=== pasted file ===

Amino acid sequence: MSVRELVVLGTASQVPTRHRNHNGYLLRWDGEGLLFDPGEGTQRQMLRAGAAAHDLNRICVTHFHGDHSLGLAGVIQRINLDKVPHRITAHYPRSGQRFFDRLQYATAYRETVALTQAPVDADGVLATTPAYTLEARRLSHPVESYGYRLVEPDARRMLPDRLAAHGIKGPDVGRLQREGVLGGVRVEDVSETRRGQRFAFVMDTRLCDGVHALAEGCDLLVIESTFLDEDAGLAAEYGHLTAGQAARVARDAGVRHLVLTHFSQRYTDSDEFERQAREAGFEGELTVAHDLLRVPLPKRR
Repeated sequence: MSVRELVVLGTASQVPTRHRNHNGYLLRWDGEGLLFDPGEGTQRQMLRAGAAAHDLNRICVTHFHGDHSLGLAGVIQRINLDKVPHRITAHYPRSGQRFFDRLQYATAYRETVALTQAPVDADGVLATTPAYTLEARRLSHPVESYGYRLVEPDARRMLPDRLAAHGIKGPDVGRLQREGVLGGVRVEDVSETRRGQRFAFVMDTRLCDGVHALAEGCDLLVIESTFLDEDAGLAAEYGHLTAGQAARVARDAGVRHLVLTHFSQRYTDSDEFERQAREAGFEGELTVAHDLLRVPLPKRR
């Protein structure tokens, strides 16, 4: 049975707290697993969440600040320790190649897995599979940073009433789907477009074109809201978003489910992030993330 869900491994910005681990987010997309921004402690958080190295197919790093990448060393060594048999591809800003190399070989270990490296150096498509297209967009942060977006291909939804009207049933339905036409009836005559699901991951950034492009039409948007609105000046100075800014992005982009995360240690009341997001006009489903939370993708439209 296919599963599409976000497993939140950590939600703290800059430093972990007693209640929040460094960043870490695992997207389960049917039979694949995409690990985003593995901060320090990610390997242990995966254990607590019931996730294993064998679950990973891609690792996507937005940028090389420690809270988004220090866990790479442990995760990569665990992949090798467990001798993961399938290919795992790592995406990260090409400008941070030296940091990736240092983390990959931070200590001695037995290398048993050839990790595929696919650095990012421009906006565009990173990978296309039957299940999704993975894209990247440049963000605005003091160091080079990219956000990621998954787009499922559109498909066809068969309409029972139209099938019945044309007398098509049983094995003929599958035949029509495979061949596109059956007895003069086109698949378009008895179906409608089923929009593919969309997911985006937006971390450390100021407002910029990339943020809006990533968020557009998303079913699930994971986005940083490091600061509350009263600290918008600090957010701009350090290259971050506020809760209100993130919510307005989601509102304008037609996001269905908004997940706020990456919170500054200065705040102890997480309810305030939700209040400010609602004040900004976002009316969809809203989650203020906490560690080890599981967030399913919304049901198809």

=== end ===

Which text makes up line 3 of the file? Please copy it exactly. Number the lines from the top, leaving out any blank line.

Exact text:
């Protein structure tokens, strides 16, 4: 049975707290697993969440600040320790190649897995599979940073009433789907477009074109809201978003489910992030993330 869900491994910005681990987010997309921004402690958080190295197919790093990448060393060594048999591809800003190399070989270990490296150096498509297209967009942060977006291909939804009207049933339905036409009836005559699901991951950034492009039409948007609105000046100075800014992005982009995360240690009341997001006009489903939370993708439209 296919599963599409976000497993939140950590939600703290800059430093972990007693209640929040460094960043870490695992997207389960049917039979694949995409690990985003593995901060320090990610390997242990995966254990607590019931996730294993064998679950990973891609690792996507937005940028090389420690809270988004220090866990790479442990995760990569665990992949090798467990001798993961399938290919795992790592995406990260090409400008941070030296940091990736240092983390990959931070200590001695037995290398048993050839990790595929696919650095990012421009906006565009990173990978296309039957299940999704993975894209990247440049963000605005003091160091080079990219956000990621998954787009499922559109498909066809068969309409029972139209099938019945044309007398098509049983094995003929599958035949029509495979061949596109059956007895003069086109698949378009008895179906409608089923929009593919969309997911985006937006971390450390100021407002910029990339943020809006990533968020557009998303079913699930994971986005940083490091600061509350009263600290918008600090957010701009350090290259971050506020809760209100993130919510307005989601509102304008037609996001269905908004997940706020990456919170500054200065705040102890997480309810305030939700209040400010609602004040900004976002009316969809809203989650203020906490560690080890599981967030399913919304049901198809």